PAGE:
The Glass Ceiling Can Be Broken
I am often the only woman on a conference call or in the board room, especially in certain industries. This is just one way I can tell women are still bumping against the glass ceiling—due to factors in and out of our control. The main barrier, though, is simply that some industries are underpopulated by qualified women candidates. Employers bear much of the burden of changing the pipeline, but we can control some things from within it.
First, prepare for and take risks. Apply for that plum job. Some women may be reluctant because they feel they are not yet 100 percent competent, while their male counterparts often feel that taking a risk on a new position is worth it, and if someone is willing to put them in such a position, they are qualified enough. Women, in my view, more frequently than men, feel that, even when hired, someone will “find out” they really aren’t as competent as they should be—that they are imposters. Even highly intelligent and overqualified women feel these insecurities. While an honest assessment of skills needs to be made to evaluate potential opportunities and readiness for them, most jobs involve some learning and challenge.
Second, be an ally. Because of this self-doubt, women may discredit or discourage peers from seeking advancement or scrutinize a female candidate’s credentials more closely than those of her male counterpart. We need to give other women the same credence they give (or should give) themselves. Encouragement, mentorship, and sponsorship help us learn from each other and boost advancement for women who otherwise might be discouraged.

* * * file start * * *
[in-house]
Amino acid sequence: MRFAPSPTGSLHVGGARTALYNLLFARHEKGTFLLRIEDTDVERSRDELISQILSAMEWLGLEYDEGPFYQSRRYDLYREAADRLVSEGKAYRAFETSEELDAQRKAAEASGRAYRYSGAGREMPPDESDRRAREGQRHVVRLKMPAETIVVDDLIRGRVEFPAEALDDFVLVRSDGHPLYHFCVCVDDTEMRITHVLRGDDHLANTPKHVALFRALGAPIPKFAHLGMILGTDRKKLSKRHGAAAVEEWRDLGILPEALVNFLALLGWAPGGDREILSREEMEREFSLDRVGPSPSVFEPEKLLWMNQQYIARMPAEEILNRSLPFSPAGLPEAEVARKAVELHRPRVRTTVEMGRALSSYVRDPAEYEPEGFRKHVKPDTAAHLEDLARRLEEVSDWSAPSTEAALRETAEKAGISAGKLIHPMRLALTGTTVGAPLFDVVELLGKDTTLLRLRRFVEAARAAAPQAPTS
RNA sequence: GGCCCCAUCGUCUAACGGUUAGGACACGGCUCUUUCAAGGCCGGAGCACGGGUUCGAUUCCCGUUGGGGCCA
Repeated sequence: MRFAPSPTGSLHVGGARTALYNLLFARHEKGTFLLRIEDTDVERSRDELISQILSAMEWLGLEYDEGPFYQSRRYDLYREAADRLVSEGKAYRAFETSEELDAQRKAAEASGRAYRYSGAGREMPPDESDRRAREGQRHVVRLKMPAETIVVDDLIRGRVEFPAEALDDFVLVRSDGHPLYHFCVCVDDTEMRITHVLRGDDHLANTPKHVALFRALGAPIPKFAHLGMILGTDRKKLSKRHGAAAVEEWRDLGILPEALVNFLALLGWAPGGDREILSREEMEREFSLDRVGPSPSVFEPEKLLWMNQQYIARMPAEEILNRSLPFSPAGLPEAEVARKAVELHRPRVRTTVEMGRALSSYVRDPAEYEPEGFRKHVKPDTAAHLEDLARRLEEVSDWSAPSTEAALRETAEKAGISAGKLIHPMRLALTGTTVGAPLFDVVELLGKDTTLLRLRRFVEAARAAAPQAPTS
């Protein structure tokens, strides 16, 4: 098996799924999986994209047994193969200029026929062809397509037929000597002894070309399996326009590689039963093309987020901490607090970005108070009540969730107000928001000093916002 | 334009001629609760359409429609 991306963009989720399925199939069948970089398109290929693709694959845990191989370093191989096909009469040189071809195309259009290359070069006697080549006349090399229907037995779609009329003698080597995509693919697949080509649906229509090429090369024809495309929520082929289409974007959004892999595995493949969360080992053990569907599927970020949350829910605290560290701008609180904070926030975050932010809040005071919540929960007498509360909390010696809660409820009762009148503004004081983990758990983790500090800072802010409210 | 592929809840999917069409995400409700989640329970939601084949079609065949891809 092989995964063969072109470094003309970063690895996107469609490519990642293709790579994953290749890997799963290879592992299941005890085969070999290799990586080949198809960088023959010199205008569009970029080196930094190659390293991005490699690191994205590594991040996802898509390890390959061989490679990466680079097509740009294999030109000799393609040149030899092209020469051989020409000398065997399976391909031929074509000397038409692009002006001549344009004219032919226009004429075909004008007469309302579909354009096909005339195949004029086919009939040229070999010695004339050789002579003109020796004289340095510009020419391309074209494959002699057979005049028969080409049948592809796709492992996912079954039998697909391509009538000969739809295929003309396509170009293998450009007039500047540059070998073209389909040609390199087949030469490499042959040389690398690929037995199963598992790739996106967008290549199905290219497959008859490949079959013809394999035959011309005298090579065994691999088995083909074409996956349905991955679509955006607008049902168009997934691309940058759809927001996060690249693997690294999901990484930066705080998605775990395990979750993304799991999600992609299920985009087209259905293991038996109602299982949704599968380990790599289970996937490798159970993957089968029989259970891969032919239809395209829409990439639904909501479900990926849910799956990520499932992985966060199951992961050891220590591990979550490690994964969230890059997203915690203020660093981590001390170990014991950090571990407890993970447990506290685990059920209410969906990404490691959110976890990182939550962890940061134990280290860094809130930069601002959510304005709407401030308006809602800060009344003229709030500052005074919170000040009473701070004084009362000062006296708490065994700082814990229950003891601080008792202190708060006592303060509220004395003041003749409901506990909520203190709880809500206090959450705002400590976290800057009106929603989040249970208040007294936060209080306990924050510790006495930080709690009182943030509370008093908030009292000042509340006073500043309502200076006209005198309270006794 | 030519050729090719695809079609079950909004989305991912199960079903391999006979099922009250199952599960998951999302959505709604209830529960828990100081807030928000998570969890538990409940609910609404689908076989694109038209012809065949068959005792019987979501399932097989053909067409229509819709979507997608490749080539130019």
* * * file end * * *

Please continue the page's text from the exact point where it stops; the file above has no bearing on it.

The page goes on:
Third, speak up and show up. Women should ask—even tactfully insist—to be in the room or at key meetings where growth opportunities are available. In addition, we should not shy away from business development “bonding” opportunities, like going out for a beer, golfing, or other traditional “male” activities. Women may decline because they feel they are not competent golfers (men often aren’t!) or fear they will feel uncomfortable in such settings. Learning (or learning to fake) some social skills to talk-the-talk at happy hour is part of conforming to the historic social-business structure. We can also create alternative events and, as more women advance, the universe of bonding and mentoring activities will evolve. In the meantime, golf lessons and learning enough about baseball to join the conversation can help women be perceived as part of the team.
The glass ceiling can be broken, but it takes a combination of boldness, confidence, conformance to current and changing social norms, and the desire to advance. Sharing experiences and advice will help the ceiling shatter sooner.